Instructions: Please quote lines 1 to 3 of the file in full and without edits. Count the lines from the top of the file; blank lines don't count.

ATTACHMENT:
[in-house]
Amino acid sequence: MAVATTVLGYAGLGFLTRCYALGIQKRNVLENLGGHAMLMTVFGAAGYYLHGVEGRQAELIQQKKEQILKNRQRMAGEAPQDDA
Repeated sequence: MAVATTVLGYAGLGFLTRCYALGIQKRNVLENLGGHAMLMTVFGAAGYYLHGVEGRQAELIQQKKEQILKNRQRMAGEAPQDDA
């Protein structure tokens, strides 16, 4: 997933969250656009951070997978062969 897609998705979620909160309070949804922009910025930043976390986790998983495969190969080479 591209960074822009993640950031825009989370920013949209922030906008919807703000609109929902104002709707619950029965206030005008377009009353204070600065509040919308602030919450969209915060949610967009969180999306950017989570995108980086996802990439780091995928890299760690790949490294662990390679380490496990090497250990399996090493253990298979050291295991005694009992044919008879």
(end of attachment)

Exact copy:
[in-house]
Amino acid sequence: MAVATTVLGYAGLGFLTRCYALGIQKRNVLENLGGHAMLMTVFGAAGYYLHGVEGRQAELIQQKKEQILKNRQRMAGEAPQDDA
Repeated sequence: MAVATTVLGYAGLGFLTRCYALGIQKRNVLENLGGHAMLMTVFGAAGYYLHGVEGRQAELIQQKKEQILKNRQRMAGEAPQDDA